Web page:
Personally I would of have taken a more tiered approach increasing it yearly starting at 1 and building up to 3, giving each club time to develop up their youngsters ready for regular ice time when they do step-up. How many of the u23's that were brought in due to the rule (rather than on person merit) actually played regular ice-time this season? I'd say maybe a handful. But then again, my job was on the line so I am obviously biased!!
The-Inferno - Both Guildford Flames and Milton Keynes Lightning stepped up to the EIHL this year and have generally had a good result, what was it like playing against these teams?
Luke Piggott - It's great to have new teams to play against. I think having 12 teams is so much better than 8, as it now adds more value to making the play-offs. You no longer have to just be better than only 2 teams and that leads to an exciting end to the season with 3 teams battling it out for the final play off spot. Guildford put together a very young and hungry squad who had a fantastic never-say-die attitude, I loved these games as it was a very different style of play to most other teams in the league and it keeps you on your toes and adds variation. I thought MK started the year out great but struggled through injuries over the course of the year, we had some really good battles with that team early on and they were more feisty than I expected - an element of the game I really enjoy.
The-Inferno - We're now into the IAW and it's clearly been a success, but how does the atmosphere at home compare to those on the road?
Luke Piggott - There's nothing like playing in front of your home crowd and I think our home record demonstrates that. I think the atmosphere is a bit different to the BBT, I have found on some occasions it can be a little flat (which never happened in the BBT) but those times are rare. What I can say though is when that whole building is packed and really going then it completely surpasses the BBT.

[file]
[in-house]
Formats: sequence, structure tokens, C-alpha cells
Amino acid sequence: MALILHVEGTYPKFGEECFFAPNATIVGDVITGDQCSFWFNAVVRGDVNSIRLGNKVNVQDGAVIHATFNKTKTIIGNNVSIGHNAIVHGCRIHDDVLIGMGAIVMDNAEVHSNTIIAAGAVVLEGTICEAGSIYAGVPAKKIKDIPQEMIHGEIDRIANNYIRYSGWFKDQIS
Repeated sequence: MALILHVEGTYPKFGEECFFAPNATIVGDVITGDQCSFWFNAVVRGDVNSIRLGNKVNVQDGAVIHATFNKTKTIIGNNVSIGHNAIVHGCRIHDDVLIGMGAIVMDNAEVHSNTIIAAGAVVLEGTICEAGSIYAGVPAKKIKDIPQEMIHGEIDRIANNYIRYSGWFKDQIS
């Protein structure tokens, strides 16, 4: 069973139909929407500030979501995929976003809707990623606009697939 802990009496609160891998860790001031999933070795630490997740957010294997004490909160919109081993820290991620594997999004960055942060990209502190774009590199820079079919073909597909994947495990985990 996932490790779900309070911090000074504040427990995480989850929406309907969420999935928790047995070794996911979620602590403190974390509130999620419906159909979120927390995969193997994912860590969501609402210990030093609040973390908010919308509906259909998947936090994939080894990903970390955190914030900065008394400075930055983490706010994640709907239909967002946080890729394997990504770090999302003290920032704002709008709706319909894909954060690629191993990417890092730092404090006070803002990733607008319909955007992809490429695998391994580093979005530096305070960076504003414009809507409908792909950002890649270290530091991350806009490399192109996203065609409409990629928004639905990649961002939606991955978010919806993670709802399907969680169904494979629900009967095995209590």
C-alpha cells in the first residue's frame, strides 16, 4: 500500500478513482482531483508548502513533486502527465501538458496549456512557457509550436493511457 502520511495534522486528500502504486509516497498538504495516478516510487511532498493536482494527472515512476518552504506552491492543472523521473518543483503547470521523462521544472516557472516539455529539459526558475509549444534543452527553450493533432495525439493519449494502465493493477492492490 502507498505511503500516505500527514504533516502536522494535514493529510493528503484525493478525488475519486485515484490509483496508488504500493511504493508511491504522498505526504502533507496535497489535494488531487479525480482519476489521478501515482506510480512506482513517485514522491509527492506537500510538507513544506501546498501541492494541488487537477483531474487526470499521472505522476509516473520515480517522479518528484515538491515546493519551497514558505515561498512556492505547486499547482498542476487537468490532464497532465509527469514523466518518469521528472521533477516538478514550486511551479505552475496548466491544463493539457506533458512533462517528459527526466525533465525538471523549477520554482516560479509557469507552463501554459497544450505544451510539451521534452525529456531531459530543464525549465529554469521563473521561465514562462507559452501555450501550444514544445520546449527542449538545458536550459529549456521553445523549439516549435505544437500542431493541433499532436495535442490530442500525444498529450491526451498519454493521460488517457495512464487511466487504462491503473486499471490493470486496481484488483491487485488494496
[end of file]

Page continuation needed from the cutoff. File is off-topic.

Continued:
On the road there are games that bring great atmosphere, the likes of Coventry, Fife and Braehead are always bouncing. I find some of the larger buildings a bit flat at times but that is bound to happen just on the basis of the space that has to be filled in those places. What I can say though is when the Red Army travel in numbers it makes such a huge difference to any trip, no matter the arena. I will always remember some of the Scottish triple headers, Belfast doubles and winning the league in Sheffield last year as a special trips where the fans made a huge difference.
The-Inferno - What are the best and worst places to play in the league at the moment? Have the brick boards in Murrayfield been topped anywhere else yet?
Luke Piggott - For me Edinburgh is still the worst place to play for me personally, as someone who likes to be physical, the large rink and the rock solid boards make it difficult for someone with my style of play to be as effective. That being said I do still really like the character of the building and you can't fault the local faithful for their commitment given their facilities and often having a struggling side on the ice.
Best place to play (excluding IAW which is a clear winner) would be Nottingham in the POFW. That is always a great atmosphere. It is probably also my favourite away rink too as the facilities are great and the steep stands add to the atmosphere. I also have some very fond personal memories of games/goals in that building.
The-Inferno - How is it working alongside Andrew Lord in your role off the ice?
Luke Piggott - It's been great, myself and Lordo obviously go all the way back to when we were teammates on the ice. We have been friends since he first arrived and our views on the way the game should be played align very well. As you may know, Lordo is very detailed orientated and a very emotive guy, luckily our personalties don't clash very often and we have a very good working relationship that I believe benefits us both
. I know I have learnt a lot from him over all the years as both my coach and also as a colleague. I have been a fan, a player and a coach now and the game is very different from behind the bench, there really is nothing like it and Lordo has been a huge help in my transition to that role.
The-Inferno - Thanks for taking the time to speak to us, is there anything that we've missed or that you'd like to add?
Luke Piggott - Just to say a big thank you from myself and all the guys on supporting us religiously throughout the year! It has been yet another very special year and there will be many more to come for this organisation over the years!
Photo thanks to @DaiLight91 - http://bridgendphotographer.co.uk/